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Jury finds a “series of interconnected system inadequacies and failures” contributed to the death of 26 year old Levi Cronin at HMP Highpoint
Levi entered HMP Highpoint in August 2014 after a sentence for bike theft in April of that year. He had a history of mental health problems which were known to the prison and was receiving treatment from the prison mental health services.
The jury heard evidence throughout the inquest that Levi was a well-liked but sensitive and vulnerable young man. He died after using a ligature in the prison shower room on 20th September 2014.
Levi was the fourth prisoner to die from self inflicted injuries at HMP Highpoint between April 2013 and September 2014.
Inquests into the deaths of David Smith, Steven Trudgill and Callum Brown at HMP Highpoint all expressed concern at the prison's failure to learn lessons and provide a safe environment for vulnerable prisoners.
Concluding the inquest, the jury recorded that there was a “series of interconnected system inadequacies and failures” which contributed to Levi’s death:
1. Insufficient recording of information, for instance concerning Levi’s welfare.
2. Insufficient communication between departments concerning Levi’s welfare.
3. Inadequate staffing levels resulting in the failure of the offender supervisor to see Levi in good time and the failure to follow up referrals to the mental health team and arrange subsequent appointments.
4. Inadequate support and supervision to the mental health team.
The Coroner will be issuing a prevention of future deaths report noting concerns around the recording and sharing of information by prison and healthcare staff.
Levi’s sister Maureen said:
“We feel that Levi’s death was completely avoidable and it is a tragedy which has greatly affected our family. We are very grateful to the jury for the immense care they took in listening to the evidence throughout the inquest and their courage in providing their conclusions. We implore those responsible for caring for vulnerable people in custody to heed the jury’s concerns so that such deaths might be avoided in future”.
Lawrence Barker from Bindmans Solicitors, acting on behalf of Maureen Cronin said:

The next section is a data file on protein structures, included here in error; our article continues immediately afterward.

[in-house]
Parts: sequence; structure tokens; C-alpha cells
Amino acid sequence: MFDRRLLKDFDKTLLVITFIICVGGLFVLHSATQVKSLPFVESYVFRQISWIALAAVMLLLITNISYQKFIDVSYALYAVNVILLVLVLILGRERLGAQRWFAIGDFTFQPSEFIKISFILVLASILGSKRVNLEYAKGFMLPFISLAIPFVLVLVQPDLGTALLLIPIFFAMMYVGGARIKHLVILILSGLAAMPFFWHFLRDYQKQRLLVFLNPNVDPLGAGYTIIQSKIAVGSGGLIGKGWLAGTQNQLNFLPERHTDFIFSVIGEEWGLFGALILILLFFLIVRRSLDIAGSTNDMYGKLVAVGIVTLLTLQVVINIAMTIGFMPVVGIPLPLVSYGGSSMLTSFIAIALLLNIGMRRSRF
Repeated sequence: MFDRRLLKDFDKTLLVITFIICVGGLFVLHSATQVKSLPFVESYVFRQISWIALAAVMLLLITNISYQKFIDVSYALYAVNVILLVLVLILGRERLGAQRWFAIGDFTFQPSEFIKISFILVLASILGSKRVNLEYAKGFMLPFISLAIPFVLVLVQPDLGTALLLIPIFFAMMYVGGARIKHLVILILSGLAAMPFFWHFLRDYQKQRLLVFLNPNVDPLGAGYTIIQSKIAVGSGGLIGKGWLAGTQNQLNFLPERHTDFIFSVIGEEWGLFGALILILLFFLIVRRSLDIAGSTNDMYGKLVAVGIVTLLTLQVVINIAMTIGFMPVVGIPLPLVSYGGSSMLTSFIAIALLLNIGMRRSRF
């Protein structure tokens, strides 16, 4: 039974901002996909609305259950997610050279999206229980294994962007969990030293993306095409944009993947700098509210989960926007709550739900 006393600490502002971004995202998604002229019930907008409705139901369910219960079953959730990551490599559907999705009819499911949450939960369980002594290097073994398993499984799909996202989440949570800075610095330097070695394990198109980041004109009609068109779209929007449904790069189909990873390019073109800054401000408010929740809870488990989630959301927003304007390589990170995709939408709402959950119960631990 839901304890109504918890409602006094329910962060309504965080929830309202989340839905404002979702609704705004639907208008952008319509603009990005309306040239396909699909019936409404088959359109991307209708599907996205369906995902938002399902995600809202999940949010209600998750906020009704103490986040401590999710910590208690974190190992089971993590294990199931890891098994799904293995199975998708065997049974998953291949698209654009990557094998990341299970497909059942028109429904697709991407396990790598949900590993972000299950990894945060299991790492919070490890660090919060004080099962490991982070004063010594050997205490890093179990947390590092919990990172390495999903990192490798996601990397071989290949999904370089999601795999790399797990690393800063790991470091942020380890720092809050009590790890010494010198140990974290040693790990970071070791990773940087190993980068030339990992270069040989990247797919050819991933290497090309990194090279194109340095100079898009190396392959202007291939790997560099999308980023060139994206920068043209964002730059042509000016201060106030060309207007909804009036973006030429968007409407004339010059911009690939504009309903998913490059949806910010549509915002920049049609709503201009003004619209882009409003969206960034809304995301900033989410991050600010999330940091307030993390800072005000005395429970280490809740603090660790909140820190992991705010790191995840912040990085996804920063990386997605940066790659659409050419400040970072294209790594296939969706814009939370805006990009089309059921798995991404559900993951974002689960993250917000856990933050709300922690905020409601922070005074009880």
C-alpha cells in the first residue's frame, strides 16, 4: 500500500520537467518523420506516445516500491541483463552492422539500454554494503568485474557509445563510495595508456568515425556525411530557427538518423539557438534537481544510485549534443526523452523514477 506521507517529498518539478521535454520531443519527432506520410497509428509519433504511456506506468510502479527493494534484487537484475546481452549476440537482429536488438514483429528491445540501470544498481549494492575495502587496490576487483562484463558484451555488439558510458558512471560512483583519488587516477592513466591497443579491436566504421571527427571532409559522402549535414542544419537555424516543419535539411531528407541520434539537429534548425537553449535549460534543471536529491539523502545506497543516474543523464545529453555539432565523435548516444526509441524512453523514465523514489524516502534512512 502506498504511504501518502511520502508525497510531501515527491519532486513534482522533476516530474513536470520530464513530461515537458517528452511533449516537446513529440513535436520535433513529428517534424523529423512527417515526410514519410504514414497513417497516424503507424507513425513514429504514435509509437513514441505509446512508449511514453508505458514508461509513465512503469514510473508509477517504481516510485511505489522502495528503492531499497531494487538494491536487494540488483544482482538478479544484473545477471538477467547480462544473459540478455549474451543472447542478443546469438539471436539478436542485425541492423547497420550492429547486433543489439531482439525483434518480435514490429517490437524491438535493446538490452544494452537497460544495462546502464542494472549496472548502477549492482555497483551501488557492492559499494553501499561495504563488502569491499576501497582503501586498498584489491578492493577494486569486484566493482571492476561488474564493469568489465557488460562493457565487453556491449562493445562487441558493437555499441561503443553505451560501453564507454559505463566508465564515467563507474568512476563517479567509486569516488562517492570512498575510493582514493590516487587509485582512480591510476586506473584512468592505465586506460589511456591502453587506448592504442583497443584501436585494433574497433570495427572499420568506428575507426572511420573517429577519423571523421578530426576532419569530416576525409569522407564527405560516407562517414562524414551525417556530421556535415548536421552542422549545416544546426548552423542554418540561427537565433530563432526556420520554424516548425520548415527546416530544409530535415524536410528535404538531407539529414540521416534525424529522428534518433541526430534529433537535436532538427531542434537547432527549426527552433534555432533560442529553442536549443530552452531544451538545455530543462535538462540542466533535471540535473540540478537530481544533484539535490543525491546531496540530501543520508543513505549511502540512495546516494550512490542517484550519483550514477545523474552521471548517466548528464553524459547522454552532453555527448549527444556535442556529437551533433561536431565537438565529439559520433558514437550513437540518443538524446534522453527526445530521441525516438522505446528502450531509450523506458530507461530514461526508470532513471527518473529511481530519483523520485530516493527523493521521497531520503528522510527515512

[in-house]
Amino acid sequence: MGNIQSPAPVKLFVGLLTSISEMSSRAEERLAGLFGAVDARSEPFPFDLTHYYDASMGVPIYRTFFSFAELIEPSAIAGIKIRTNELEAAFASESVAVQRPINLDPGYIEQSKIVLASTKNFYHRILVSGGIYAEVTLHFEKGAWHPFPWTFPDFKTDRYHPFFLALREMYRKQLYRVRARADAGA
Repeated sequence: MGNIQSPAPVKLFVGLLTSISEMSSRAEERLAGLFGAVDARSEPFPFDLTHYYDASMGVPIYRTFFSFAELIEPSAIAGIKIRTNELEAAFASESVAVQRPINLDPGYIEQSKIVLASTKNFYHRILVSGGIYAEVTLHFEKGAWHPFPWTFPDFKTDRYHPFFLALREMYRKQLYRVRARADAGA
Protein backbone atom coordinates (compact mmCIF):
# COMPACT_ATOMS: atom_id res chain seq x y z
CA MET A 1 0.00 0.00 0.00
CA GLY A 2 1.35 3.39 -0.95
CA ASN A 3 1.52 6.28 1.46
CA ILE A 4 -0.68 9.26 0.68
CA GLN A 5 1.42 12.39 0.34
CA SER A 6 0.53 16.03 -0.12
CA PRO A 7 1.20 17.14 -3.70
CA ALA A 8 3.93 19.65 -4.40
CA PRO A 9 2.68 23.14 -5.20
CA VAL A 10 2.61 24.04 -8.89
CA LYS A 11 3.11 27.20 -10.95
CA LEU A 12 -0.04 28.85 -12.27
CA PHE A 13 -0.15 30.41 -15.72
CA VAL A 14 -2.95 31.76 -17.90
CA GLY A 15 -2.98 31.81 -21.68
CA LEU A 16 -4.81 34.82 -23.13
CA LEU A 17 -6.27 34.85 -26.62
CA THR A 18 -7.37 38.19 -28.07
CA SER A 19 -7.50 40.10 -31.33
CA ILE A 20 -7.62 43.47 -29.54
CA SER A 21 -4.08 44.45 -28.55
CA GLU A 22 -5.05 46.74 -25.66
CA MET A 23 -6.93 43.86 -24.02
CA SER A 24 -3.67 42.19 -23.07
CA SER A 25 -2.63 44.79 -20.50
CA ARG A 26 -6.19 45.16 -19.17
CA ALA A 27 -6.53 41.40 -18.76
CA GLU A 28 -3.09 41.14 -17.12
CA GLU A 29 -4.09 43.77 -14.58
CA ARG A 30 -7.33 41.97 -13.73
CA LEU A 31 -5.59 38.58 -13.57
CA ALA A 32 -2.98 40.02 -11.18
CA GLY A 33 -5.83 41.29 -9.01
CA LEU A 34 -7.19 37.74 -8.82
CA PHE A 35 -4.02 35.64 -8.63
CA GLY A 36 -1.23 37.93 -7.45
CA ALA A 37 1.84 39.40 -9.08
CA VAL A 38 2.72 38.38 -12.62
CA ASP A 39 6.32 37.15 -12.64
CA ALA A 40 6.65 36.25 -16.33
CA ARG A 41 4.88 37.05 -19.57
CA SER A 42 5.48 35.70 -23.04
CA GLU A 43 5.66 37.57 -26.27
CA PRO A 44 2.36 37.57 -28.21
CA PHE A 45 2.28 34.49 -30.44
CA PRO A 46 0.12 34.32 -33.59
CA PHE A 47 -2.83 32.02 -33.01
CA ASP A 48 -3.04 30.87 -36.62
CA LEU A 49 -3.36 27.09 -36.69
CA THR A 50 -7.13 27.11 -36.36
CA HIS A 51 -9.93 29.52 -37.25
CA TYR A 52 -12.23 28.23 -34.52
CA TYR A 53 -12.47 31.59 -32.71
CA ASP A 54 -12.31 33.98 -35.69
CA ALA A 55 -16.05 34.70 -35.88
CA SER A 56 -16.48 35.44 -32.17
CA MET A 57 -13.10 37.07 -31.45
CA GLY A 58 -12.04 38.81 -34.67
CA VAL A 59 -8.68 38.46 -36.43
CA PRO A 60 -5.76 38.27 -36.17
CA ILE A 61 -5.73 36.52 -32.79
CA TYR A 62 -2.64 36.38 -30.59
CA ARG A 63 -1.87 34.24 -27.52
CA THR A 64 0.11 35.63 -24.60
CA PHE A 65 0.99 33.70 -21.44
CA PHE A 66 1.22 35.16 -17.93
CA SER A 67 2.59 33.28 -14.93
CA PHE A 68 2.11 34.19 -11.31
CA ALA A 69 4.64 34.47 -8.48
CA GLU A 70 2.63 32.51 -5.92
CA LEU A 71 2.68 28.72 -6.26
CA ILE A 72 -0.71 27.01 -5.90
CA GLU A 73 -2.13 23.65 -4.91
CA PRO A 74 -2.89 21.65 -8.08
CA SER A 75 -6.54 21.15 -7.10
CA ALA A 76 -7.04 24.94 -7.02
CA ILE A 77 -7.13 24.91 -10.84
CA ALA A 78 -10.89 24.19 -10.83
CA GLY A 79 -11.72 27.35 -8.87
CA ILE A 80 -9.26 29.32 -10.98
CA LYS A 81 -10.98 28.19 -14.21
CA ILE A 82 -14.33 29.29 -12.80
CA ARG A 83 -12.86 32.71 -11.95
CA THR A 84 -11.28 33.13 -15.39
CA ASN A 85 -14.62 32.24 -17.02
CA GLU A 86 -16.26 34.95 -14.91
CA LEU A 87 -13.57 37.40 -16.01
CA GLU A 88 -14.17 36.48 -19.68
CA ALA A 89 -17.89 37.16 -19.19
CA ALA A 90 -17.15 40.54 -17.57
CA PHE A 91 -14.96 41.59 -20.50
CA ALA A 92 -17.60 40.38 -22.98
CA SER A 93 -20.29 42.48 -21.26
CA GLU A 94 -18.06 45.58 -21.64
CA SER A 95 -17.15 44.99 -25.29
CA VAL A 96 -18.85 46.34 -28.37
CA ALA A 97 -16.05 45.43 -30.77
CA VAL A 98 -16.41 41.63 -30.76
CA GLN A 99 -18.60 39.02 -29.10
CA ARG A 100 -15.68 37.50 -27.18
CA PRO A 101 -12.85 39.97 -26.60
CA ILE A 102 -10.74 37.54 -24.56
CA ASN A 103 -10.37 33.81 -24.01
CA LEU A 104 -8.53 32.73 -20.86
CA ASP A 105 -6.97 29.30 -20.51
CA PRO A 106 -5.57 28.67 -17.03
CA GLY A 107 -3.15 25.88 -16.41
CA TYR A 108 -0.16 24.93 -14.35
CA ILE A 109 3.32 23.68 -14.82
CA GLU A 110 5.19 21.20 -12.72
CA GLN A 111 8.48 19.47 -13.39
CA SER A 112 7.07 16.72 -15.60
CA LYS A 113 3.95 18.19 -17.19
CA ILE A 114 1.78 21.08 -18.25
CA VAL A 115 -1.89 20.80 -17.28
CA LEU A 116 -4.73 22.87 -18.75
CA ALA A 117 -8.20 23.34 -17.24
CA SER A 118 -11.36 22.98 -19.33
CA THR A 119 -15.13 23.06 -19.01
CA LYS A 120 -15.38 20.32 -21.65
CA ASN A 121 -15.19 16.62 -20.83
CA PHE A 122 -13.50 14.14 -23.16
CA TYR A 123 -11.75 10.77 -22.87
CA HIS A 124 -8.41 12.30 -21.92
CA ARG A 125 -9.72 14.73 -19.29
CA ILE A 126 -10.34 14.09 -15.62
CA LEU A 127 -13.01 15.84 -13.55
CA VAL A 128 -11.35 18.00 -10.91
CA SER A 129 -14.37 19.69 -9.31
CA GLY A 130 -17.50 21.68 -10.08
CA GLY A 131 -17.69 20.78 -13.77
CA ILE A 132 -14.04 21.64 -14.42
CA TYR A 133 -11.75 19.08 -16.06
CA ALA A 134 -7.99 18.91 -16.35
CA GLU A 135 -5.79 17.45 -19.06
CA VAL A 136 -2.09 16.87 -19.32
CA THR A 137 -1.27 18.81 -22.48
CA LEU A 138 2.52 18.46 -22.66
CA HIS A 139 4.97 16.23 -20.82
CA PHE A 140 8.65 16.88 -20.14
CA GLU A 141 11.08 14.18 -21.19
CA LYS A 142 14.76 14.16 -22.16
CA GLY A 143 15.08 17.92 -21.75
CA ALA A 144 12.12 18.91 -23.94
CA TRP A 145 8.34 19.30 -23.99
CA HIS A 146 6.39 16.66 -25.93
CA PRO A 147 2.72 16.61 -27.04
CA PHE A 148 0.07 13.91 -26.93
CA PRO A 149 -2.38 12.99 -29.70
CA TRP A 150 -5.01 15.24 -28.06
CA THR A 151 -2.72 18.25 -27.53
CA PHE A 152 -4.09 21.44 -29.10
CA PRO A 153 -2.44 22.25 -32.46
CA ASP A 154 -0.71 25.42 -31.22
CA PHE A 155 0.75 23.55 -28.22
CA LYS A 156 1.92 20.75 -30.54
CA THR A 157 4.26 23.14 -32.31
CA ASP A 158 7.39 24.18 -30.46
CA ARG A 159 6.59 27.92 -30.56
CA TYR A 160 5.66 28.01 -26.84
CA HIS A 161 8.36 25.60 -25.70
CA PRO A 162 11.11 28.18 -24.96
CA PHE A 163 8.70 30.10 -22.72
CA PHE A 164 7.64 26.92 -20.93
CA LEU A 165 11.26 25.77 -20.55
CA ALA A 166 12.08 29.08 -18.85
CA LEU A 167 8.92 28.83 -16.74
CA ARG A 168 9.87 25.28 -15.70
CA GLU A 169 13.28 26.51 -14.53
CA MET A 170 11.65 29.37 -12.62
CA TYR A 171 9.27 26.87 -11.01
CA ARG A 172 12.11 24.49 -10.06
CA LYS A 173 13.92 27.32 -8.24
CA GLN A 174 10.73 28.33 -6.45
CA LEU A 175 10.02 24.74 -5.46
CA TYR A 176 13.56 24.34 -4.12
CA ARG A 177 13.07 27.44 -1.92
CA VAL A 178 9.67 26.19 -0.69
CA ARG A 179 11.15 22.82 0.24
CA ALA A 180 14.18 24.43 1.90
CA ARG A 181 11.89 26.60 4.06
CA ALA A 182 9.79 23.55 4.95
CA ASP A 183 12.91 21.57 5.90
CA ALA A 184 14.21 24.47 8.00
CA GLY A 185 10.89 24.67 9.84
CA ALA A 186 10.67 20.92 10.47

“The jury’s conclusions in Levi’s case highlighted areas of very significant concern that were common across the four self-inflicted deaths that occurred at HMP Highpoint during an 18 month period. Both the prison and the prison healthcare provider repeatedly asserted that lessons have been learnt and improvements made, however it is clear from the areas identified by the Coroner for his Prevention of Future Deaths report that serious concerns remain around the treatment being provided to vulnerable individuals. It is the hope of the family that there might now be meaningful change”.
Deborah Coles, Director of INQUEST said:
“Sadly there is nothing new about these findings - the same systemic failings are reported month on month. How many more warnings about the perilous state of prisons are needed from jury findings at inquests, coroner’s reports, prison inspection and monitoring boards and prison staff? Why are these warnings never acted upon?”.
INQUEST has been working with the family of Levi Cronin since 2014. The family is represented by INQUEST Lawyers Group members Lawrence Barker from Bindmans Solicitors and Jesse Nicholls from Doughty Street Chambers.
Notes to editors:
Levi's death was the fourth of four self inflicted deaths at HMP Highpoint between April 2013 and September 2014.
Levi Cronin - date of death 20/09/2014 - HMP Highpoint - aged 26
David Smith - date of death 24/05/2014 - HMP Highpoint - aged 38
Steven Trudgill - date of death 09/01/2014 - HMP Highpoint - aged 23
Callum Brown - date of death 08/04/2013 - HMP Highpoint - aged 25
Source: INQUEST Casework and monitoring
• The inquest for David Smith concluded in August 2016
• The inquest for Callum Brown concluded in January 2016
• The inquest for Steven Trudgill concluded in May 2016
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INQUEST provides specialist advice on deaths in custody or detention or involving state failures in England and Wales. This includes a death in prison, in police custody or following police contact, in immigration detention or psychiatric care. INQUEST's policy and parliamentary work is informed by its casework and we work to ensure that the collective experiences of bereaved people underpin that work. Its overall aim is to secure an investigative process that treats bereaved families with dignity and respect; ensures accountability and disseminates the lessons learned from the investigation process in order to prevent further deaths.
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